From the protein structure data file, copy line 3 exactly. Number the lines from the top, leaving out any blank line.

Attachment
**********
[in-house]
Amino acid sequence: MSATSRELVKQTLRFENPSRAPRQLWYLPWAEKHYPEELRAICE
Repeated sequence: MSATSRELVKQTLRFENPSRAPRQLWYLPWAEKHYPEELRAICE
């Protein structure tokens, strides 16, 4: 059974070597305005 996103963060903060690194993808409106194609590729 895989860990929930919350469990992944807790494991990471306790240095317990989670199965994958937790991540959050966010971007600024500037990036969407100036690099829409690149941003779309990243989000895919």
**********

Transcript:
Repeated sequence: MSATSRELVKQTLRFENPSRAPRQLWYLPWAEKHYPEELRAICE